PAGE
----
Experience with cloud (IaaS) providers
June 8, 2010 1 Comment
One of the advantages of a cloud, as many would have told you, is that you can simply pull out a credit card, and have access to computing resources in a few minutes. But how does this vision pan out in reality? I signed up for Amazon several years ago, the experience was indeed quick and painless and I indeed have access in a few minutes. Since then, several new cloud providers have emerged on the scene. I had the recent pleasure of signing up for services at many of them cloud vendors. Unfortunately, the experience has not been that smooth.
In this post, I will describe my experience with some of those vendors. This is not meant to be an exhaustive list. In particular, I deliberately omitted vendors outside of US, e.g., Flexiscale (UK) and MelbournIT (Australia). I am also omitting vendors who charge on a granularity coarser than by the hour, e.g., Joyent which charges by the month. Since I only need servers for a few hours at a time, a monthly charging scheme becomes expensive to me quickly. One caveat of my report is that I signed up services using my hotmail email account, instead of my Accenture email, to avoid the usual “followup” emails inquiring about what my firm is doing. The experience may be different if I have signed up using a corporate email account.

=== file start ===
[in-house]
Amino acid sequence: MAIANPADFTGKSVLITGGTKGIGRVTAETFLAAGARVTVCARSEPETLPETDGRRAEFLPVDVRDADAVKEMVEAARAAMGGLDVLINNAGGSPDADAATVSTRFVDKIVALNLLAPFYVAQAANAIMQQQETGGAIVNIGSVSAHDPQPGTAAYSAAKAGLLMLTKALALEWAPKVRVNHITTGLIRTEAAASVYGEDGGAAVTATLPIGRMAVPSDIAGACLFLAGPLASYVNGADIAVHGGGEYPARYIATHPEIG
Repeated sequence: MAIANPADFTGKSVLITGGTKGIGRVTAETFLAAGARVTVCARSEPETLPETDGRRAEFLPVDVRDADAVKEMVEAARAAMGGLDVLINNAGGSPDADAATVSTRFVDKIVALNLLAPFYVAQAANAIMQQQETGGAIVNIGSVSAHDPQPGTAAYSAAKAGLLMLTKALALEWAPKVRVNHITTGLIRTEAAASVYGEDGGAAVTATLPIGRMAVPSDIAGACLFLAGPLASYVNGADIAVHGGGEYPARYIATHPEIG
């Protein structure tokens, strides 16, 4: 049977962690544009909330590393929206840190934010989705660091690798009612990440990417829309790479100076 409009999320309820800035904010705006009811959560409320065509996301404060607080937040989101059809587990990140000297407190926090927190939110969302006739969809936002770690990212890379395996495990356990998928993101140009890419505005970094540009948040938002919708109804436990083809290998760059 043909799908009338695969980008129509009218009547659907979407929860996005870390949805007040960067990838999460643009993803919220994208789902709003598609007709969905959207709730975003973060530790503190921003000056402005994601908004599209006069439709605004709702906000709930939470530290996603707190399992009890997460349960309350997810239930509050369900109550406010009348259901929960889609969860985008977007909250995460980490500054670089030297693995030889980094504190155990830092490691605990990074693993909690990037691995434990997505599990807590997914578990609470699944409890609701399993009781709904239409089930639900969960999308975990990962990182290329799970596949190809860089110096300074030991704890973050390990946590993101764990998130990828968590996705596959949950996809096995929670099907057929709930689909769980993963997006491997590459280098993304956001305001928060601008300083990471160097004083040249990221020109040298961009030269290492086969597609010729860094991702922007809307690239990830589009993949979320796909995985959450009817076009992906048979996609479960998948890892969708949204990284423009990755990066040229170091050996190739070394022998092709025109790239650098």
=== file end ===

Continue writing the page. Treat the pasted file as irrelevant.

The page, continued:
Rackspace has a nice web interface for people signing up for services. At the end after inputing credit card and personal information, there is a verification step, where someone would call you back in 15min. I promptly received the phone call, but after verifying some information from me, the guy said he needs to do more research before he can enable my account.
After a few days of waiting, I decided to call back. Each time I called, I was passed to the verification team, and I was always told that someone would call me back in 15min, but nothing happened. In the end, I was finally fed up and demanded to talk to someone immediately. Finally someone got on the line, and he mentioned that there are few facts which do not match up, unfortunately he refused to elaborate on that. I guess I finally succeeded at getting on the terrorist list :-)? In the end, the guy was nice enough to enable my account, but cautioned that they will be monitoring my traffic. I am not sure whether that means looking at the traffic content or just looking at the traffic volume. Either case, I do not care, because I am not running an enterprise critical application there. But if you are, you better investigate further what Rackspace will look at.
Rackspace’s support is reasonably fast. I had to get their kernel source code to compile a kernel module. I was able to get the information by submitting a support ticket. However, I wish their documentation would improve. They have instructions to get kernel source for the older version of their kernel, but they have not updated for the latest version yet.
GoGrid’s sign-up is supposed to be fully automated, but unfortunately, at the last page I was told the registration did not go through properly, and someone will call me back in a day. Unfortunately, nothing happened for a few days, so I had to call them back. Someone found my information, and she was able to manually enable my account.